Exploring the potential of plant volatiles to enhance pest management in sweet pepper plants


Abstract: Herbivore-induced plant volatiles (HIPVs) mediate plant-to-plant communication
and are received by plants as warning cues to avoid herbivore attacks. Hence, exposure to
HIPVs induces a defensive response and enhances plant resistance against phytophagous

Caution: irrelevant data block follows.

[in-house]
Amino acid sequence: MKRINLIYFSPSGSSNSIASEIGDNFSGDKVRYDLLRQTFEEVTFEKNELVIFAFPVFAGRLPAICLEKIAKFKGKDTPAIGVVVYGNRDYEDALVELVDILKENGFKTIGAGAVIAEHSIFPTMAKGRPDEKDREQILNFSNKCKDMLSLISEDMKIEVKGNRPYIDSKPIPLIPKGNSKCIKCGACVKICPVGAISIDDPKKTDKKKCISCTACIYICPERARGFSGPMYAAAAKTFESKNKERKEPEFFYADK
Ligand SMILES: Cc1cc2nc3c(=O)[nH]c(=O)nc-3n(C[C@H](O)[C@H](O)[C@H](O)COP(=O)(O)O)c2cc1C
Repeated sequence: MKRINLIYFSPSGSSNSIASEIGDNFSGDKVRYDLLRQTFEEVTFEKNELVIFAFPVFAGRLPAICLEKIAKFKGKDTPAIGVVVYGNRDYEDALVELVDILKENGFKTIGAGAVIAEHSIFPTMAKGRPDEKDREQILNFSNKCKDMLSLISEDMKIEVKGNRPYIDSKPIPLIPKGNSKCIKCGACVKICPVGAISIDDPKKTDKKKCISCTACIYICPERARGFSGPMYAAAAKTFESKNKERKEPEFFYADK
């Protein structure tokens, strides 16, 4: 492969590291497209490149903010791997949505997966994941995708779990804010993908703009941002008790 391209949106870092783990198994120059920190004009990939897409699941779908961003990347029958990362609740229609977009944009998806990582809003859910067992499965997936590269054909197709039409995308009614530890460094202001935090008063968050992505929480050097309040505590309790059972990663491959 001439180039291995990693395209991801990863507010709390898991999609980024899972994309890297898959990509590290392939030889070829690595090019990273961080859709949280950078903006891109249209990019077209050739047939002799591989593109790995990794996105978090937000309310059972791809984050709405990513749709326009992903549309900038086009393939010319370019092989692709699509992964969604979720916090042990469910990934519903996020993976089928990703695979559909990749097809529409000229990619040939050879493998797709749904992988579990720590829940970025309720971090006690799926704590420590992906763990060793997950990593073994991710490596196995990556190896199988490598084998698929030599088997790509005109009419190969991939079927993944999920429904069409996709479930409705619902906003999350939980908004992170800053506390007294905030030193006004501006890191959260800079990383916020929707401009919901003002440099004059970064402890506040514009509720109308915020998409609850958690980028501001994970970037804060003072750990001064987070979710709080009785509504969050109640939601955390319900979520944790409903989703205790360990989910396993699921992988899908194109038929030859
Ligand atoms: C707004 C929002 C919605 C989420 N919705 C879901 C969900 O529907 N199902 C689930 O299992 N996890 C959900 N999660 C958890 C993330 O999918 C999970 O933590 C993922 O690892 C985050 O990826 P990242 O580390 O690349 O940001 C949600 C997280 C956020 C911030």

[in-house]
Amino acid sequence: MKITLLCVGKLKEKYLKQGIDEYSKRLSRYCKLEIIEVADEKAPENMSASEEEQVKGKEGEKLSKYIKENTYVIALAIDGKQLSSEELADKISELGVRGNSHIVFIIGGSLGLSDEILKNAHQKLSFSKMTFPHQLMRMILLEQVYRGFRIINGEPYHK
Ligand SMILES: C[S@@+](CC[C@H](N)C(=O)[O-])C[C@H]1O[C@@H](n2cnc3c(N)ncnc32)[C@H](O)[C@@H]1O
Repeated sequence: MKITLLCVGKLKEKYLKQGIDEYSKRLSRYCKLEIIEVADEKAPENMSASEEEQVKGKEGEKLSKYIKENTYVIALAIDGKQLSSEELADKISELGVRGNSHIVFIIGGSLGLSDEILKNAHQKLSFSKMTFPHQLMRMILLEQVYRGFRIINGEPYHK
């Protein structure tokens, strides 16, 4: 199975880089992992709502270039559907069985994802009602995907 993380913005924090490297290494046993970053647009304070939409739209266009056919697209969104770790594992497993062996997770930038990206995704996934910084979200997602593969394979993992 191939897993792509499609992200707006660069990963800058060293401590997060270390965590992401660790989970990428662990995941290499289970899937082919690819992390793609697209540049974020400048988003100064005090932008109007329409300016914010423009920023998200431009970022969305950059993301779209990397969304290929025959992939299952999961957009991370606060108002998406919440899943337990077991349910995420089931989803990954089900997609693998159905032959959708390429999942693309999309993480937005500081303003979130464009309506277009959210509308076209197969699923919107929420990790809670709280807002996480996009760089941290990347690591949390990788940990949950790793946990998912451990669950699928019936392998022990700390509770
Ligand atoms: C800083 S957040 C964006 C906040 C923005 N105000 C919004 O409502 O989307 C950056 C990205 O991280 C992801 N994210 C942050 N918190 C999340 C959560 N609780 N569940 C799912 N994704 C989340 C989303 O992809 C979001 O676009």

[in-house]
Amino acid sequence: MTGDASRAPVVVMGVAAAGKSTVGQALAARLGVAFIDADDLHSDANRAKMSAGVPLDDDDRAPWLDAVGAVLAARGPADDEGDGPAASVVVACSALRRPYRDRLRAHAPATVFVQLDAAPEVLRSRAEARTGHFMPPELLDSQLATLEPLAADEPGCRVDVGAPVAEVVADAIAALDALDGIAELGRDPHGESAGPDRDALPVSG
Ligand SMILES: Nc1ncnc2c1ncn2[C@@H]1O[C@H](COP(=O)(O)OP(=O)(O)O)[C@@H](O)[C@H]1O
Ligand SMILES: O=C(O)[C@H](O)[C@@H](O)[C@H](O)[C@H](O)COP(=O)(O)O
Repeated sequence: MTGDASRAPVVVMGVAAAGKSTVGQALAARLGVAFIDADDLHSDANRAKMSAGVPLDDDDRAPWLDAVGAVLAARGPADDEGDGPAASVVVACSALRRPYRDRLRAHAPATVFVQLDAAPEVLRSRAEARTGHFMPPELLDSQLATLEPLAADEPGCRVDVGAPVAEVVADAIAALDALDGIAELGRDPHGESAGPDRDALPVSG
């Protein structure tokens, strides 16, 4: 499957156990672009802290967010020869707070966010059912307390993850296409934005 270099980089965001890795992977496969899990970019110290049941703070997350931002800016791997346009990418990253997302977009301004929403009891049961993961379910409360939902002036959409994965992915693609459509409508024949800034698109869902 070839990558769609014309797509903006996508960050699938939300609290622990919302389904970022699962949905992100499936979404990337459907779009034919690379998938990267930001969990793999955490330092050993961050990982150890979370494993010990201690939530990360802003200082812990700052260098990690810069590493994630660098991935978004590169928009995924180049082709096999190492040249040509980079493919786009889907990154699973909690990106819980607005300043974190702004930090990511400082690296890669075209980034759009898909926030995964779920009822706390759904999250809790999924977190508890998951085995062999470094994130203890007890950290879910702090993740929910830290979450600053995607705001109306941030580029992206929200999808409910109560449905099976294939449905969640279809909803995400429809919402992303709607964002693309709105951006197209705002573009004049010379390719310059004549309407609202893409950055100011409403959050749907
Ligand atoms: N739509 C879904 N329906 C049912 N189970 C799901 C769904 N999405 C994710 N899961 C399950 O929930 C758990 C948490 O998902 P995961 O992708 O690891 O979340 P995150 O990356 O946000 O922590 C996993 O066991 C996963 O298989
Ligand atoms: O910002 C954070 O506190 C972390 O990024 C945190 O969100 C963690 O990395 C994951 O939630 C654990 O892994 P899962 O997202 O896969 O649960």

arthropods and diseases. Furthermore, HIPVs attract beneficial organisms, including predators and parasitoids, providing additional pest control benefits. This work highlights the role of HIPVs as a sustainable and biorational approach to managing sweet pepper pests. In particular, the potential of one of these HIPVs, the green leaf volatile (Z)-3-hexenyl propanoate, to control three sweet pepper key pests, Spodoptera exigua, Frankliniella occidentalis, and Trialeurodes vaporariorum, was assessed. In greenhouse experiments, the infestation levels of the three pests were significantly reduced in sweet pepper plants exposed to the volatile compared to nonexposed plants. These findings highlight the promising role of HIPVs as sustainable and biorational tools for sweet pepper pest management. To fully exploit the benefits of this approach, future research should focus on integrating HIVS effectively with existing pest management strategies for sweet pepper crops.

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